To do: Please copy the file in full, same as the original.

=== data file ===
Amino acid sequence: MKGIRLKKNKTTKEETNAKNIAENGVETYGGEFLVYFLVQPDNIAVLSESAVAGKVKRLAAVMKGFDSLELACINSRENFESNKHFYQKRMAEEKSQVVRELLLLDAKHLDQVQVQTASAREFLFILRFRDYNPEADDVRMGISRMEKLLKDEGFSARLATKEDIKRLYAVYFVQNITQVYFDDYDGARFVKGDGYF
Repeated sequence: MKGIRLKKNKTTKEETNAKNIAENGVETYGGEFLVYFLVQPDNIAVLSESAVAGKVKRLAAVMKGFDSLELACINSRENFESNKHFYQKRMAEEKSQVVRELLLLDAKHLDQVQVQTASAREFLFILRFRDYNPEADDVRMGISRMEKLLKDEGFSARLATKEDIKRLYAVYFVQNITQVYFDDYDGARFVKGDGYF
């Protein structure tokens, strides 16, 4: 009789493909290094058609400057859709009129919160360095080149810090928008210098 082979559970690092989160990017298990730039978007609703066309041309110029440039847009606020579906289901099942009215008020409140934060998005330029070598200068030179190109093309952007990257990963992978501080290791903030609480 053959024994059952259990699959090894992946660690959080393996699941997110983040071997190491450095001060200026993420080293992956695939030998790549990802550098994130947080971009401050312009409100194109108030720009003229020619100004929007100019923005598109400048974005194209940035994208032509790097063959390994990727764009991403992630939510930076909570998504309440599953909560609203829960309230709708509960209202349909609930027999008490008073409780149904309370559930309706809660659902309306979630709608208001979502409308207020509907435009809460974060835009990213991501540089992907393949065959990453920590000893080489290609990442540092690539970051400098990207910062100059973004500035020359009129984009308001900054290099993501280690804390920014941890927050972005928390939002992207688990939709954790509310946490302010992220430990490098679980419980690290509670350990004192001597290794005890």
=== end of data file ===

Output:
Amino acid sequence: MKGIRLKKNKTTKEETNAKNIAENGVETYGGEFLVYFLVQPDNIAVLSESAVAGKVKRLAAVMKGFDSLELACINSRENFESNKHFYQKRMAEEKSQVVRELLLLDAKHLDQVQVQTASAREFLFILRFRDYNPEADDVRMGISRMEKLLKDEGFSARLATKEDIKRLYAVYFVQNITQVYFDDYDGARFVKGDGYF
Repeated sequence: MKGIRLKKNKTTKEETNAKNIAENGVETYGGEFLVYFLVQPDNIAVLSESAVAGKVKRLAAVMKGFDSLELACINSRENFESNKHFYQKRMAEEKSQVVRELLLLDAKHLDQVQVQTASAREFLFILRFRDYNPEADDVRMGISRMEKLLKDEGFSARLATKEDIKRLYAVYFVQNITQVYFDDYDGARFVKGDGYF
């Protein structure tokens, strides 16, 4: 009789493909290094058609400057859709009129919160360095080149810090928008210098 082979559970690092989160990017298990730039978007609703066309041309110029440039847009606020579906289901099942009215008020409140934060998005330029070598200068030179190109093309952007990257990963992978501080290791903030609480 053959024994059952259990699959090894992946660690959080393996699941997110983040071997190491450095001060200026993420080293992956695939030998790549990802550098994130947080971009401050312009409100194109108030720009003229020619100004929007100019923005598109400048974005194209940035994208032509790097063959390994990727764009991403992630939510930076909570998504309440599953909560609203829960309230709708509960209202349909609930027999008490008073409780149904309370559930309706809660659902309306979630709608208001979502409308207020509907435009809460974060835009990213991501540089992907393949065959990453920590000893080489290609990442540092690539970051400098990207910062100059973004500035020359009129984009308001900054290099993501280690804390920014941890927050972005928390939002992207688990939709954790509310946490302010992220430990490098679980419980690290509670350990004192001597290794005890």